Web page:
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Record U.S. heat fuels fears

– It’s been so warm in the United States this year, especially in March, that national records weren’t just broken, they were deep-fried.

Temperatures in the lower 48 states were 8.6 degrees above normal for March and 6 degrees higher than average for the first three months of the year, according to calculations by the National Oceanic and Atmospheric Administration. That far exceeds the old records.

The magnitude of how unusual the year has been in the U.S. has alarmed some meteorologists who have warned about global warming. One climate scientist said it’s the weather equivalent of a baseball player on steroids, with old records obliterated.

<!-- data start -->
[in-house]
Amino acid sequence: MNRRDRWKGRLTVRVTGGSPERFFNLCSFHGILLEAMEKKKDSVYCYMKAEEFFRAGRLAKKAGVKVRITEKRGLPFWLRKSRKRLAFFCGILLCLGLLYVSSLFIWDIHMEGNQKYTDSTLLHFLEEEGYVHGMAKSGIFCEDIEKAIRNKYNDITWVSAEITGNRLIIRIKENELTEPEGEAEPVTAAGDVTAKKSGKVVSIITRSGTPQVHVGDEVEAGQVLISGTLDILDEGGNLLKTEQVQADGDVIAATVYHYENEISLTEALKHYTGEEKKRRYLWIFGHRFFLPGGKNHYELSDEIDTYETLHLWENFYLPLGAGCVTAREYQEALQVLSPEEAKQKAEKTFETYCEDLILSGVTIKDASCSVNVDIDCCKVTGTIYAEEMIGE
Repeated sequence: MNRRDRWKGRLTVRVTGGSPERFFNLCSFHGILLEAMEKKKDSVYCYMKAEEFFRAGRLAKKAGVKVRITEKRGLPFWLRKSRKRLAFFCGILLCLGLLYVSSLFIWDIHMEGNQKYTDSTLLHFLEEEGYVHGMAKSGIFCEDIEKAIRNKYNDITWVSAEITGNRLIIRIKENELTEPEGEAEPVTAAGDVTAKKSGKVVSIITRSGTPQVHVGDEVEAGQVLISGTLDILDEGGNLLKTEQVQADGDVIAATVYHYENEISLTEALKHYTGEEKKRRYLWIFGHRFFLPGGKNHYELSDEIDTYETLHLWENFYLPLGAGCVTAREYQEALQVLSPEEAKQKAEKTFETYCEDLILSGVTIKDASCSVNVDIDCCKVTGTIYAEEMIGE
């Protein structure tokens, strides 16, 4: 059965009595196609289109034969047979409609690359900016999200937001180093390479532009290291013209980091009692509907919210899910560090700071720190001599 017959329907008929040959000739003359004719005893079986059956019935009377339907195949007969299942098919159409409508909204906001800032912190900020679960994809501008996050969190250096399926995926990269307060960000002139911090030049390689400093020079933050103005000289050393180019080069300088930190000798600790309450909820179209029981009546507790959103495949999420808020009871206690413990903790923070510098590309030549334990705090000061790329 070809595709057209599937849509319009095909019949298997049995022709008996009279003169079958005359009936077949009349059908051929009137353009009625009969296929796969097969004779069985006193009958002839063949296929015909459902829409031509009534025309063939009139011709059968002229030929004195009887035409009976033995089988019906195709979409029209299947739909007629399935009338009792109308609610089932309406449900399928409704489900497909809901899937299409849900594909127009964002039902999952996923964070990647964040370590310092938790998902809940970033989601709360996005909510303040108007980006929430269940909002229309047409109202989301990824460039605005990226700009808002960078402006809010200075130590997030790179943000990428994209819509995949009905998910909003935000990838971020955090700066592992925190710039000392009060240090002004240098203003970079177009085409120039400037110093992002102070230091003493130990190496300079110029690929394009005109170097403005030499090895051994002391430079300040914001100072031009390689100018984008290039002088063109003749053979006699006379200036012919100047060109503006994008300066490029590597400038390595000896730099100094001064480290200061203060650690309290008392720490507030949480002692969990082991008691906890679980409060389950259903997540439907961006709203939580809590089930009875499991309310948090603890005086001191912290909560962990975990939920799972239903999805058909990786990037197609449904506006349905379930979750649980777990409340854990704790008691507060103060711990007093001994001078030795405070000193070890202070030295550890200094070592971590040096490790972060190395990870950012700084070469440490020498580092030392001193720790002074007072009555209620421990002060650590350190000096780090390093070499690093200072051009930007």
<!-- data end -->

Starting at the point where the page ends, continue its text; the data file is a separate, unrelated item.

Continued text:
“Everybody has this uneasy feeling. This is weird. This is not good,” said Jerry Meehl, a climate scientist who specializes in extreme weather at the National Center for Atmospheric Research in Boulder, Colo. “It’s a guilty pleasure. You’re out enjoying this nice March weather, but you know it’s not a good thing.”

Meteorologists say an unusual confluence of several weather patterns, including La Niña, was the direct cause of the warm start to 2012. It’s important to note that this unusual winter heat is mostly a North America phenomenon. Much of the rest of the Northern Hemisphere has been cold, NOAA meteorologist Martin Hoerling said.

The first quarter of 2012 broke the January-March record by 1.4 degrees. Usually records are broken by just one- or two-tenths of a degree.

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